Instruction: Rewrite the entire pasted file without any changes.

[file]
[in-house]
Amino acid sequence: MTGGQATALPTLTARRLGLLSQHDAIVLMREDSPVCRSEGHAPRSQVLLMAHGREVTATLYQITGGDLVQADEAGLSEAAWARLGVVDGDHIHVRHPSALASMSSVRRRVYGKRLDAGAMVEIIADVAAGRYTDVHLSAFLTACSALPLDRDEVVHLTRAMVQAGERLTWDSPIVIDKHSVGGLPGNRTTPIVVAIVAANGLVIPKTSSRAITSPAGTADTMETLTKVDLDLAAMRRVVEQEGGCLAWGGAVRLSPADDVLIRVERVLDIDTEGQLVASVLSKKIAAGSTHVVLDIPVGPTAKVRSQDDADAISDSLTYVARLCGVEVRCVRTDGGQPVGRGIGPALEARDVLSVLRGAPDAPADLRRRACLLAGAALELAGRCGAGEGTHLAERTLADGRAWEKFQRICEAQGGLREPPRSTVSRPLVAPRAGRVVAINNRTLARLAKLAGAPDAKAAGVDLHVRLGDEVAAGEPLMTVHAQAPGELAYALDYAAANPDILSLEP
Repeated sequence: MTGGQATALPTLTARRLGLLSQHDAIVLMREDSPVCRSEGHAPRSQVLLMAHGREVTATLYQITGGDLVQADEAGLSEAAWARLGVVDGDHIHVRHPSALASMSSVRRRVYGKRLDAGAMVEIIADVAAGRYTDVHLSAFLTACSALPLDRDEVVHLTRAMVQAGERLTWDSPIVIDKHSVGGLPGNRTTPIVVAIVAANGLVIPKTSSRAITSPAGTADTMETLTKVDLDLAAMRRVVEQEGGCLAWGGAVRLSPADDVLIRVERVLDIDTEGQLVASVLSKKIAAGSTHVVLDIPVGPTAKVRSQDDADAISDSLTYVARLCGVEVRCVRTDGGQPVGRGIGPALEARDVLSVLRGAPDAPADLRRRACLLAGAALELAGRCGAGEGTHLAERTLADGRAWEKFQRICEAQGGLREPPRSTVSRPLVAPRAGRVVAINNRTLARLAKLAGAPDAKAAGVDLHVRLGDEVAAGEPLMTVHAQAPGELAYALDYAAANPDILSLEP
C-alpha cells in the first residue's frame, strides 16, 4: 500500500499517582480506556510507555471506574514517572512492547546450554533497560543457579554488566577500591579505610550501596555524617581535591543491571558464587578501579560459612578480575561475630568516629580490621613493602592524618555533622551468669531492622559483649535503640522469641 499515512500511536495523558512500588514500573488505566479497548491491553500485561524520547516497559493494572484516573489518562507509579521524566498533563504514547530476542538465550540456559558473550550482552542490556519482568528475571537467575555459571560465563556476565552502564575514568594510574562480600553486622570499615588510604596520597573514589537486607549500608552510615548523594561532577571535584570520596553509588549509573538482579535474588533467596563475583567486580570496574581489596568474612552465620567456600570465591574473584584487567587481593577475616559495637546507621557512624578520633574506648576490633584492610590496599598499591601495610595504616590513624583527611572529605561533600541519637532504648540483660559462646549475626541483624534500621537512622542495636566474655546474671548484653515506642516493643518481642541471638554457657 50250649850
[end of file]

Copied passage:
[in-house]
Amino acid sequence: MTGGQATALPTLTARRLGLLSQHDAIVLMREDSPVCRSEGHAPRSQVLLMAHGREVTATLYQITGGDLVQADEAGLSEAAWARLGVVDGDHIHVRHPSALASMSSVRRRVYGKRLDAGAMVEIIADVAAGRYTDVHLSAFLTACSALPLDRDEVVHLTRAMVQAGERLTWDSPIVIDKHSVGGLPGNRTTPIVVAIVAANGLVIPKTSSRAITSPAGTADTMETLTKVDLDLAAMRRVVEQEGGCLAWGGAVRLSPADDVLIRVERVLDIDTEGQLVASVLSKKIAAGSTHVVLDIPVGPTAKVRSQDDADAISDSLTYVARLCGVEVRCVRTDGGQPVGRGIGPALEARDVLSVLRGAPDAPADLRRRACLLAGAALELAGRCGAGEGTHLAERTLADGRAWEKFQRICEAQGGLREPPRSTVSRPLVAPRAGRVVAINNRTLARLAKLAGAPDAKAAGVDLHVRLGDEVAAGEPLMTVHAQAPGELAYALDYAAANPDILSLEP
Repeated sequence: MTGGQATALPTLTARRLGLLSQHDAIVLMREDSPVCRSEGHAPRSQVLLMAHGREVTATLYQITGGDLVQADEAGLSEAAWARLGVVDGDHIHVRHPSALASMSSVRRRVYGKRLDAGAMVEIIADVAAGRYTDVHLSAFLTACSALPLDRDEVVHLTRAMVQAGERLTWDSPIVIDKHSVGGLPGNRTTPIVVAIVAANGLVIPKTSSRAITSPAGTADTMETLTKVDLDLAAMRRVVEQEGGCLAWGGAVRLSPADDVLIRVERVLDIDTEGQLVASVLSKKIAAGSTHVVLDIPVGPTAKVRSQDDADAISDSLTYVARLCGVEVRCVRTDGGQPVGRGIGPALEARDVLSVLRGAPDAPADLRRRACLLAGAALELAGRCGAGEGTHLAERTLADGRAWEKFQRICEAQGGLREPPRSTVSRPLVAPRAGRVVAINNRTLARLAKLAGAPDAKAAGVDLHVRLGDEVAAGEPLMTVHAQAPGELAYALDYAAANPDILSLEP
C-alpha cells in the first residue's frame, strides 16, 4: 500500500499517582480506556510507555471506574514517572512492547546450554533497560543457579554488566577500591579505610550501596555524617581535591543491571558464587578501579560459612578480575561475630568516629580490621613493602592524618555533622551468669531492622559483649535503640522469641 499515512500511536495523558512500588514500573488505566479497548491491553500485561524520547516497559493494572484516573489518562507509579521524566498533563504514547530476542538465550540456559558473550550482552542490556519482568528475571537467575555459571560465563556476565552502564575514568594510574562480600553486622570499615588510604596520597573514589537486607549500608552510615548523594561532577571535584570520596553509588549509573538482579535474588533467596563475583567486580570496574581489596568474612552465620567456600570465591574473584584487567587481593577475616559495637546507621557512624578520633574506648576490633584492610590496599598499591601495610595504616590513624583527611572529605561533600541519637532504648540483660559462646549475626541483624534500621537512622542495636566474655546474671548484653515506642516493643518481642541471638554457657 50250649850